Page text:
Losing weight and getting into shape are some of the most popular New Years resolutions, and also some of the most difficult ones to keep. Many people turn to dietary supplements to help burn fat or make their workouts more effective. But consumers should use caution, the Food and Drug Administration (FDA) advises in a Consumer Update. Some diet pills and performance enhancers contain ingredients or hidden drugs that have caused consumers to suffer serious injuries and death.
The FDA has found hundreds of fraudulent products – promoted mainly for weight loss, sexual enhancement, and bodybuilding/athletic performance – that contain prescription drugs or their analogs (closely related drugs), or other compounds, such as novel synthetic steroids, that do not qualify as dietary ingredients.
“These products are masquerading as dietary supplements – they may look like dietary supplements but they are not legal dietary supplements,” says Michael Levy, director of DA’s Division of New Drugs and Labeling Compliance. “Some of these products contain hidden prescription ingredients at levels much higher than those found in an approved drug product and are dangerous.”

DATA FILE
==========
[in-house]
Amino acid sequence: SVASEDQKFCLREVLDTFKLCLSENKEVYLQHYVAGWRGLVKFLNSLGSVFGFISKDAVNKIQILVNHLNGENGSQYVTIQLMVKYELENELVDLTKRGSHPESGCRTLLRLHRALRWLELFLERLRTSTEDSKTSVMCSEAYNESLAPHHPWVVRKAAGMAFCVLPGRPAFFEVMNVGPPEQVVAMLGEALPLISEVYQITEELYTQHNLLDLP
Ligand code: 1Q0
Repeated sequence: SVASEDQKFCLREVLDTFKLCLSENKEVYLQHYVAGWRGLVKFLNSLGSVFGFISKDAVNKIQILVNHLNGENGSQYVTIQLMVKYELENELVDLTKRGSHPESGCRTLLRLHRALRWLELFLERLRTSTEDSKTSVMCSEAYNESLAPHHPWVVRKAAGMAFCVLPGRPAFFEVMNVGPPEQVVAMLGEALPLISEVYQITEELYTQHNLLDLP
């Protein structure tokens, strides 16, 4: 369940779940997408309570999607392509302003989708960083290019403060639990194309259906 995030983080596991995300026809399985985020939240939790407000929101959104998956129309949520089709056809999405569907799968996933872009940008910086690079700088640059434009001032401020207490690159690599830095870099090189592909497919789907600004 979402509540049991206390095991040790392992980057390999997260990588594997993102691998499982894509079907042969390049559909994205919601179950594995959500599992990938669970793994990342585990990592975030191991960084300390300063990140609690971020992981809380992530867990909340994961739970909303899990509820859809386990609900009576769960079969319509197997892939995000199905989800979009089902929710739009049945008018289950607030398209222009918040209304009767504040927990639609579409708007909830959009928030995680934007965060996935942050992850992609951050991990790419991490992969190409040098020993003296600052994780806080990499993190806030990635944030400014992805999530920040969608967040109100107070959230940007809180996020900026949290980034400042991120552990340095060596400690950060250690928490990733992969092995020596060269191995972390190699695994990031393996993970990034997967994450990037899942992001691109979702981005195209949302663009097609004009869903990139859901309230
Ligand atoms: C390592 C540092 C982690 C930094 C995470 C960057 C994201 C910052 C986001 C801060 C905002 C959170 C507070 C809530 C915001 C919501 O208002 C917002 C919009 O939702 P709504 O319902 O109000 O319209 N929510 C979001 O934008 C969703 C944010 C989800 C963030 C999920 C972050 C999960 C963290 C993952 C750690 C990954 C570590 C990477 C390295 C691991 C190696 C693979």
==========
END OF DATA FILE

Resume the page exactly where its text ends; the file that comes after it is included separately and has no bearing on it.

Some drugs found hidden in dietary supplements in the past year include sibutramine, a stimulant that was banned in the U.S. after it was linked to heart risks; the erectile dysfunction drugs Viagra and Cialis, which can cause dangerous drops in blood pressure; diazepam, the active drug ingredient in the anti-anxiety drug Valium; phenolphthalein, a chemical that has been associated with an increased risk of cancer; and anabolic steroids, which have been linked to several physical and psychological side effects.
The FDA has received numerous reports of harm associated with use of these products, including stroke, liver injury, kidney failure, cardiovascular events, and death.
Just because you see a supplement product on a store shelf does not mean it is safe or effective, the FDA warns. “We need consumers to be aware of these dangerous products and learn how to identify and avoid them,” Levy says.
Source: FDA Consumer Update